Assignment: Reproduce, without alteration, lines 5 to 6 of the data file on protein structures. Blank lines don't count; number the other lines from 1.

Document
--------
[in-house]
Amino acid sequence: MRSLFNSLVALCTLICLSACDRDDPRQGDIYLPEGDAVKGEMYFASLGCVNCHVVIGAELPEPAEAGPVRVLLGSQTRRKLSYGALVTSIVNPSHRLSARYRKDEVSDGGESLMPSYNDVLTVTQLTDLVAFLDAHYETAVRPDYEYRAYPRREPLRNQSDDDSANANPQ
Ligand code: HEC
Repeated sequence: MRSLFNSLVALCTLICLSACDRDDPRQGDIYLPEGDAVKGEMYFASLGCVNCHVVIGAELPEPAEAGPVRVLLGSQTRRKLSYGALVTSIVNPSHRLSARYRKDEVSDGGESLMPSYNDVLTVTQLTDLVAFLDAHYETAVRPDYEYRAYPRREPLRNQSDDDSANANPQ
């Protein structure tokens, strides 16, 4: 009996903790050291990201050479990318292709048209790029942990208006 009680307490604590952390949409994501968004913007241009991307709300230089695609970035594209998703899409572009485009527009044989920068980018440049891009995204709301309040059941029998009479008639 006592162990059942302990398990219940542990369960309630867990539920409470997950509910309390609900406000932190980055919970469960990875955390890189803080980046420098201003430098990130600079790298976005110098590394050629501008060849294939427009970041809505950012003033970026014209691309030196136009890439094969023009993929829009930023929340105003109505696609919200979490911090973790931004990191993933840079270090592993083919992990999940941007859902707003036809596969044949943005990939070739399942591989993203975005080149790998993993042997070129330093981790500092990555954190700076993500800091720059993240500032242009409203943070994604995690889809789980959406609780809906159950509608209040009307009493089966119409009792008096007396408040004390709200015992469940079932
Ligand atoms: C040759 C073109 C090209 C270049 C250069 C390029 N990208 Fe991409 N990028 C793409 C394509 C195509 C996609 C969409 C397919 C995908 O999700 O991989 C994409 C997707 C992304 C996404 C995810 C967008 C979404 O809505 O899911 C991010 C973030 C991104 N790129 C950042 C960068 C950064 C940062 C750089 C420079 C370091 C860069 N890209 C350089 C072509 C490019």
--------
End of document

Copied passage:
């Protein structure tokens, strides 16, 4: 009996903790050291990201050479990318292709048209790029942990208006 009680307490604590952390949409994501968004913007241009991307709300230089695609970035594209998703899409572009485009527009044989920068980018440049891009995204709301309040059941029998009479008639 006592162990059942302990398990219940542990369960309630867990539920409470997950509910309390609900406000932190980055919970469960990875955390890189803080980046420098201003430098990130600079790298976005110098590394050629501008060849294939427009970041809505950012003033970026014209691309030196136009890439094969023009993929829009930023929340105003109505696609919200979490911090973790931004990191993933840079270090592993083919992990999940941007859902707003036809596969044949943005990939070739399942591989993203975005080149790998993993042997070129330093981790500092990555954190700076993500800091720059993240500032242009409203943070994604995690889809789980959406609780809906159950509608209040009307009493089966119409009792008096007396408040004390709200015992469940079932
Ligand atoms: C040759 C073109 C090209 C270049 C250069 C390029 N990208 Fe991409 N990028 C793409 C394509 C195509 C996609 C969409 C397919 C995908 O999700 O991989 C994409 C997707 C992304 C996404 C995810 C967008 C979404 O809505 O899911 C991010 C973030 C991104 N790129 C950042 C960068 C950064 C940062 C750089 C420079 C370091 C860069 N890209 C350089 C072509 C490019």